Tuesday, February 14, 2012
There are three big Professional Squash Association (PSA) tournaments in the United States every season. The US Open was in Philly at the end of last year and the Tournament of Champions (ToC) just finished in New York. You would expect the third tournament to be in another major squash hub, like Boston, but it is not. It is two hours south of Washington DC, in Virginia.
|Which of the world's best squash professionals will win the next big tournament on US soil, the North American Open next week. To watch this impressive promo video click HERE|
Friday, January 20, 2012
|Nick Matthew in a match against a big rival recently, Amr Shabana|
Nick Matthew is easily one of the best English professionals in the history of the game of squash, a sport invented in the country of his birth. He was PSA world number one for all of 2010, has been world champion twice, has two Commonwealth individual gold medals and has led his English compatriots to the World Teams title twice, and the European Teams title seven times. On American soil he has won North American Open twice and the US Open once. Unfortunately though, he has never won the Tournament of Champions (ToC) in New York. This could change in the next week and he could potentially add this title to a long list of tournament wins during his illustrious career. I asked Nick Matthew a few general questions yesterday in New York. You can read his answers, some of which may surprise you, below.
Saturday, January 14, 2012
|The Trinity College Mascot above the squash offices, a blue and yelllow Bantam|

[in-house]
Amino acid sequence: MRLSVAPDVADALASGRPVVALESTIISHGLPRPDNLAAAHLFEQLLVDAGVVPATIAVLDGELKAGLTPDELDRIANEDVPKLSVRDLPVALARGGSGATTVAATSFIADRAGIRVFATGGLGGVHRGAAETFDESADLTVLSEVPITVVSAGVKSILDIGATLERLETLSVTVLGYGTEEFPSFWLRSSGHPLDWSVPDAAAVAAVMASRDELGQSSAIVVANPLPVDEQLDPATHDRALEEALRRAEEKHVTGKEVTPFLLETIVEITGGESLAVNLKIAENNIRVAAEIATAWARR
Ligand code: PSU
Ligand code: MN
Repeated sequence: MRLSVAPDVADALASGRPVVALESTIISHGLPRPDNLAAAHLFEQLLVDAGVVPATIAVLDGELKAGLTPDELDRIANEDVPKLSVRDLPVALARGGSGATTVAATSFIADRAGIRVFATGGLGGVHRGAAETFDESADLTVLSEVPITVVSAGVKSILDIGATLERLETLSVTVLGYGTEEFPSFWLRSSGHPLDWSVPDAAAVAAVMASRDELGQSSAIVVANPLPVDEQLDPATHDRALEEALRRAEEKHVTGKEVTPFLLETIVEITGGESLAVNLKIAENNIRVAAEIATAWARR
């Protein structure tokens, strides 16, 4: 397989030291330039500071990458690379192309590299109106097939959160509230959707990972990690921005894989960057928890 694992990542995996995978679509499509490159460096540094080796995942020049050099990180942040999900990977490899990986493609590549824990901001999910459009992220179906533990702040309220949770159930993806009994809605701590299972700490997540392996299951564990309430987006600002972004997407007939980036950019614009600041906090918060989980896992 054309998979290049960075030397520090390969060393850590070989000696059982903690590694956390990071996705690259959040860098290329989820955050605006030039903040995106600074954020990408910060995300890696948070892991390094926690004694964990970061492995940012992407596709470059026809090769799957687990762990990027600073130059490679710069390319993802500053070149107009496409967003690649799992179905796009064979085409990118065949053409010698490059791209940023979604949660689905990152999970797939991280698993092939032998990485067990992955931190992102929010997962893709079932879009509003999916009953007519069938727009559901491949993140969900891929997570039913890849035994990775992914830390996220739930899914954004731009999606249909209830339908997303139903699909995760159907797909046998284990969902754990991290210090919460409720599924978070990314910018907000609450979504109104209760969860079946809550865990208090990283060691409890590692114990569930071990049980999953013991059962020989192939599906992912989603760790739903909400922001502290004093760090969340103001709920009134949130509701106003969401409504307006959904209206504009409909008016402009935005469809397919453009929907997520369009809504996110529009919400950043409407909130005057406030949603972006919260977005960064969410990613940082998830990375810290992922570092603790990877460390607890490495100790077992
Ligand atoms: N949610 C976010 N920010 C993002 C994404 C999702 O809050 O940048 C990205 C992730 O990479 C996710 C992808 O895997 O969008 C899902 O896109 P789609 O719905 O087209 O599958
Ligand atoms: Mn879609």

The Trinity College Men's Squash Team has won two hundred and fifty consecutive college matches over the course of the last thirteen years. It is the longest unbeaten streak in the history of US college sports. The men's team coach, Paul Assaiante, is now a legend of the game and is the current US National head coach. He even consults for the New England Patriots football team. He knows how to get the best out of a sports team.
Monday, December 19, 2011
|Yasir Ali Butt, Pakistani professional squash player|
Yasir Ali Butt is a professional squash player from Lahore, Pakistan. He is a friend of Baset Chaudhry, of Trinity College fame. They played together on the Pakistani junior national team. Yasir is currently a member of the senior national team, the team that underperformed in the world champs in Paderborn, Germany, a few months ago and was then controversially banned by the Pakistani Squash Federation from playing any events in his home country for eighteen months.
So he recently moved to the US to pursue his squash career.
Friday, December 9, 2011
|The clubhouse at the Rockaway Hunting Club in Cedarhurst, Long Island, NY|